Getting News from North Korea

Author’s Note: This post originally appeared on the Society of Professional Journalists’ International Journalism Committee blog titled Journalism and the World.

It’s common knowledge that it is incredibly difficult to get news reports out of North Korea. All one has to do is look at the recent incident involving Current TV journalists Euna Lee and Laura Ling as an example.

But that doesn’t mean that the country is keeping quiet.

The Korean Central News Agency, North Korea’s official information provider, has a Twitter page (http://twitter.com/kcna_dprk) full of “tweets” ranging from praise of Kim Jong-il’s policies and practices to routine meetings with foreign delegations. The page also has a link to what appears to be KCNA’s website (http://www.kcna.co.jp).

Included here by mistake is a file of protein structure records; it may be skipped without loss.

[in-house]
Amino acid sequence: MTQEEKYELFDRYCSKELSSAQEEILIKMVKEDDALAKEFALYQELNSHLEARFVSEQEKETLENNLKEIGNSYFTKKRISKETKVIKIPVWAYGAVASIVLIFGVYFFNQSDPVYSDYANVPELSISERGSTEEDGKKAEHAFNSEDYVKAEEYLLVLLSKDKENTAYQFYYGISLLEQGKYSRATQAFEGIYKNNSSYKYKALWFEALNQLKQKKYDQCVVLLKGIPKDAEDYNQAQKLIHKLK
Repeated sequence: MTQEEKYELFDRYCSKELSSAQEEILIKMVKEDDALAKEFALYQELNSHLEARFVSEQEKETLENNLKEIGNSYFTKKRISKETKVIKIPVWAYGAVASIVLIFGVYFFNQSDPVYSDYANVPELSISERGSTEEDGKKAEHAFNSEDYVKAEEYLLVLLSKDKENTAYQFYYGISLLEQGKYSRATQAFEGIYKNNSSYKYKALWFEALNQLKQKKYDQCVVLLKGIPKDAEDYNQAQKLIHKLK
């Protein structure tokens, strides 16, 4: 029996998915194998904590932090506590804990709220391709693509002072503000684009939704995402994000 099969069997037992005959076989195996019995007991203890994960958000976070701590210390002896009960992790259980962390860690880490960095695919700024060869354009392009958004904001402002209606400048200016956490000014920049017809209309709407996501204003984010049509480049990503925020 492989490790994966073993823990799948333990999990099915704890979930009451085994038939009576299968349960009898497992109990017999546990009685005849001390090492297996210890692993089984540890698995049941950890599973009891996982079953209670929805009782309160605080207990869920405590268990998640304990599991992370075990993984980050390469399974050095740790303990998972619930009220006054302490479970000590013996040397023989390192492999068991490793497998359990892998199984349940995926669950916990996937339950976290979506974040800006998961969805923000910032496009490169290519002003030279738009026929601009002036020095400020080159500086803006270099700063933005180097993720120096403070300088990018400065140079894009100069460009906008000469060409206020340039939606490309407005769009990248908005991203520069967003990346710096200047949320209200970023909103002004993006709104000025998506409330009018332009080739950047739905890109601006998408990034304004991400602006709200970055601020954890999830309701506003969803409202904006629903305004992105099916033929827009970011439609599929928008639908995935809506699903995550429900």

From here in Seoul, I can see KCNA’s Twitter page. In fact, I’m one of its followers. The KCNA is following me, too (http://twitter.com/ButlerCain).

However, I can’t follow the Twitter links to KCNA’s full postings (or to its web site) because South Korea blocks Internet access to them.

Online content that routinely supports or praises North Korea is subject to online filters here. South Korea’s National Security Law, which was approved several years ago, blocks access to major North Korean web sites.

The Chosun Ilbo reported last month in its English edition on the concern that a member of Parliament has about the growing ease with which people can bypass the filters through proxy servers and other methods.

According to the report, authorities are looking into the issue and are “trying to develop methods to make access [to North Korean web sites] more difficult.”

Butler

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